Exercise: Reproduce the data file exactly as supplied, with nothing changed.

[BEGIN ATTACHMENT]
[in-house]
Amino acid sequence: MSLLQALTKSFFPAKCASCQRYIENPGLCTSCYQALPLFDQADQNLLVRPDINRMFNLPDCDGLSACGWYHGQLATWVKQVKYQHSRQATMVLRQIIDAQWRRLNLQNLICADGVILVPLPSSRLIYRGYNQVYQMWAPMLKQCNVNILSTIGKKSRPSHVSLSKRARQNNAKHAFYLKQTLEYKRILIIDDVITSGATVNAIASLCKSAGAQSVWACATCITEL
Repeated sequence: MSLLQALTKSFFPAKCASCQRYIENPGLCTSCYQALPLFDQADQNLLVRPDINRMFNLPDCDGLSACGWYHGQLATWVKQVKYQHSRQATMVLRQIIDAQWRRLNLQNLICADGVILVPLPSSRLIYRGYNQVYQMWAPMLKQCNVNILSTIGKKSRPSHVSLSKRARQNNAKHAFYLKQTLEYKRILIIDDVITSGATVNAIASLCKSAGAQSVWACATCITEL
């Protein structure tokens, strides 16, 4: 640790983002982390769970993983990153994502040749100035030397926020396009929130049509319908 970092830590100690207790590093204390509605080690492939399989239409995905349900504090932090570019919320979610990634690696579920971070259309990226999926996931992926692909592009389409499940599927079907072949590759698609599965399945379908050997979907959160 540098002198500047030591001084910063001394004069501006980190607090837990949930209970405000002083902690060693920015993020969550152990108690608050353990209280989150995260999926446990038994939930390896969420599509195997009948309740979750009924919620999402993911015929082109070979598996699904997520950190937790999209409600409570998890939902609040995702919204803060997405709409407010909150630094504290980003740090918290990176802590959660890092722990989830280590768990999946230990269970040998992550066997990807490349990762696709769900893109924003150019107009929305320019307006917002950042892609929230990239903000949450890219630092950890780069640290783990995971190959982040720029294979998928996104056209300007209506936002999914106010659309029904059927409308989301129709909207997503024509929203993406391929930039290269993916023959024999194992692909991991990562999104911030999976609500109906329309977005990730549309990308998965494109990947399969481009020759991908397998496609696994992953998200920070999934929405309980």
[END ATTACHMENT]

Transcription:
[in-house]
Amino acid sequence: MSLLQALTKSFFPAKCASCQRYIENPGLCTSCYQALPLFDQADQNLLVRPDINRMFNLPDCDGLSACGWYHGQLATWVKQVKYQHSRQATMVLRQIIDAQWRRLNLQNLICADGVILVPLPSSRLIYRGYNQVYQMWAPMLKQCNVNILSTIGKKSRPSHVSLSKRARQNNAKHAFYLKQTLEYKRILIIDDVITSGATVNAIASLCKSAGAQSVWACATCITEL
Repeated sequence: MSLLQALTKSFFPAKCASCQRYIENPGLCTSCYQALPLFDQADQNLLVRPDINRMFNLPDCDGLSACGWYHGQLATWVKQVKYQHSRQATMVLRQIIDAQWRRLNLQNLICADGVILVPLPSSRLIYRGYNQVYQMWAPMLKQCNVNILSTIGKKSRPSHVSLSKRARQNNAKHAFYLKQTLEYKRILIIDDVITSGATVNAIASLCKSAGAQSVWACATCITEL
């Protein structure tokens, strides 16, 4: 640790983002982390769970993983990153994502040749100035030397926020396009929130049509319908 970092830590100690207790590093204390509605080690492939399989239409995905349900504090932090570019919320979610990634690696579920971070259309990226999926996931992926692909592009389409499940599927079907072949590759698609599965399945379908050997979907959160 540098002198500047030591001084910063001394004069501006980190607090837990949930209970405000002083902690060693920015993020969550152990108690608050353990209280989150995260999926446990038994939930390896969420599509195997009948309740979750009924919620999402993911015929082109070979598996699904997520950190937790999209409600409570998890939902609040995702919204803060997405709409407010909150630094504290980003740090918290990176802590959660890092722990989830280590768990999946230990269970040998992550066997990807490349990762696709769900893109924003150019107009929305320019307006917002950042892609929230990239903000949450890219630092950890780069640290783990995971190959982040720029294979998928996104056209300007209506936002999914106010659309029904059927409308989301129709909207997503024509929203993406391929930039290269993916023959024999194992692909991991990562999104911030999976609500109906329309977005990730549309990308998965494109990947399969481009020759991908397998496609696994992953998200920070999934929405309980």